On Biases in Tests of the Expecations Hypothesis of the Term Structure of Interest Rates

41 Pages Posted: 20 Jul 2000 Last revised: 12 Jul 2010

See all articles by Geert Bekaert

Geert Bekaert

Columbia Business School - Finance and Economics

Robert J. Hodrick

Columbia Business School - Finance and Economics; National Bureau of Economic Research (NBER)

David A. Marshall

Federal Reserve Bank of Chicago; University of Chicago - Booth School of Business

Date Written: January 1996

Abstract

We document extreme bias and dispersion in the small sample distributions of five standard regression tests of the expectations hypothesis of the term structure of interest rates. These biases derive from the extreme persistence in short interest rates. We derive approximate analytic expressions for these biases, and we characterize the small-sample distributions of these test statistics under a simple first-order autoregressive data generating process for the short rate. The biases are also present when the short rate is modeled with a more realistic regime-switching process. The differences between the small-sample distributions of test statistics and the asymptotic distributions partially reconcile the different inferences drawn when alternative tests are used to evaluate the expectations hypothesis. In general, the test statistics reject the expectations hypothesis more strongly and uniformly when they are evaluated using the small-sample distributions, as compared to the asymptotic distributions.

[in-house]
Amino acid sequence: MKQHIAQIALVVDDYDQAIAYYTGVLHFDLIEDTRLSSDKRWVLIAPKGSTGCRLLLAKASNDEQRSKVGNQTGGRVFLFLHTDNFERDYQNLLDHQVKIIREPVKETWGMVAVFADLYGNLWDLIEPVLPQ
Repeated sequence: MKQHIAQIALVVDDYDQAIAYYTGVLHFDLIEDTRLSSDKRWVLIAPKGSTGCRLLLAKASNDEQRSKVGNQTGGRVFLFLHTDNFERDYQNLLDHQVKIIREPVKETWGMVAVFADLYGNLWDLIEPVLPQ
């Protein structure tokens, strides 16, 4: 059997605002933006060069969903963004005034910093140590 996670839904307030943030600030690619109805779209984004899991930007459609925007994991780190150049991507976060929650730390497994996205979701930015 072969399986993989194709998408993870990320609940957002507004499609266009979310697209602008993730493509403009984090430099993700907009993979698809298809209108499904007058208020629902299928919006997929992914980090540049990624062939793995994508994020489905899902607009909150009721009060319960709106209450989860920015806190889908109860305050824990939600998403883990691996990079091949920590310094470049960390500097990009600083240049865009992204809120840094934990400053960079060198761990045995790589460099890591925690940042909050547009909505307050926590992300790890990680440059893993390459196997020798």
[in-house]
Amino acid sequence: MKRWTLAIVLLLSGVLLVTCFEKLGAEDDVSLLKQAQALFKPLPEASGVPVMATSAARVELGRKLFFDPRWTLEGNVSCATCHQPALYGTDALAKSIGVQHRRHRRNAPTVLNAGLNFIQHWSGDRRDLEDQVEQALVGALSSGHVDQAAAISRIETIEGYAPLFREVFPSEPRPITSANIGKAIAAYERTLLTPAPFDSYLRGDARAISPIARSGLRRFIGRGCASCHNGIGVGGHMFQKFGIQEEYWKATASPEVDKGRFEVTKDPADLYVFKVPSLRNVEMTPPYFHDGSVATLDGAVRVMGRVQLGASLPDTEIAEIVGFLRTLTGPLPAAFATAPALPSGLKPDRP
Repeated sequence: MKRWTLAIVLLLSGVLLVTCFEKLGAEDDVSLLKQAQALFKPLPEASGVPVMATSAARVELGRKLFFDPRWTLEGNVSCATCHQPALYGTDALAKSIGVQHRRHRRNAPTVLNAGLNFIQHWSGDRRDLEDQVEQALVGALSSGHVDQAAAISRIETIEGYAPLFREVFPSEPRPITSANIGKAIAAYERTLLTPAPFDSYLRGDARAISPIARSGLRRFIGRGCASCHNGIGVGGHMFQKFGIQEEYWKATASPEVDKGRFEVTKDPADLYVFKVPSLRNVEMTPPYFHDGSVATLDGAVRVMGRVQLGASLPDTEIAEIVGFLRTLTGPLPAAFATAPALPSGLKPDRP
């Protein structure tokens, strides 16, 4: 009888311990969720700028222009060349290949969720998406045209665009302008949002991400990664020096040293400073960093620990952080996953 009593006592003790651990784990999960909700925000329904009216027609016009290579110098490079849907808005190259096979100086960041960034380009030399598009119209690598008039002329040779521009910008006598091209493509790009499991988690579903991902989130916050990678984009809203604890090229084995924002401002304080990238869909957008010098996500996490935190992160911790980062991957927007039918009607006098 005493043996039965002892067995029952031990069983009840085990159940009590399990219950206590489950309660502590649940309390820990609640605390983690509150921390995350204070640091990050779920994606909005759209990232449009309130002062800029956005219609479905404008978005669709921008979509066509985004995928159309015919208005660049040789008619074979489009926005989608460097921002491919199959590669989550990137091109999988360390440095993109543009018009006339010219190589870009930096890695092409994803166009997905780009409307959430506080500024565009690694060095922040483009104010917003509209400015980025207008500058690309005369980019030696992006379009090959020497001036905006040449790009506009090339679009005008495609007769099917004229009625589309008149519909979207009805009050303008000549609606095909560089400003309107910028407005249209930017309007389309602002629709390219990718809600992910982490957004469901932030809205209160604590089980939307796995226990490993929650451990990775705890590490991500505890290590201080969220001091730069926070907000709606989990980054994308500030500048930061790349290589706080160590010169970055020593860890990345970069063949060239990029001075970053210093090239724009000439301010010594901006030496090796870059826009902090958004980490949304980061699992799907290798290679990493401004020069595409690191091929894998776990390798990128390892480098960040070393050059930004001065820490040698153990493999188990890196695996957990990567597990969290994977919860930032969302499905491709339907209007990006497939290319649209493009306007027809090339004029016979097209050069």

Suggested Citation

Bekaert, Geert and Hodrick, Robert J. and Marshall, David Aaron, On Biases in Tests of the Expecations Hypothesis of the Term Structure of Interest Rates (January 1996). NBER Working Paper No. t0191. Available at SSRN: https://ssrn.com/abstract=225099

Geert Bekaert (Contact Author)

Columbia Business School - Finance and Economics ( email )

3022 Broadway
New York, NY 10027
United States

Robert J. Hodrick

Columbia Business School - Finance and Economics ( email )

3022 Broadway
New York, NY 10027
United States

National Bureau of Economic Research (NBER)

365 Fifth Avenue, 5th Floor
New York, NY 10016-4309
United States

David Aaron Marshall

Federal Reserve Bank of Chicago ( email )

230 South LaSalle Street
Chicago, IL 60604-1413
United States
312-322-5111 (Phone)

University of Chicago - Booth School of Business ( email )

5807 S. Woodlawn Avenue
Chicago, IL 60637
United States

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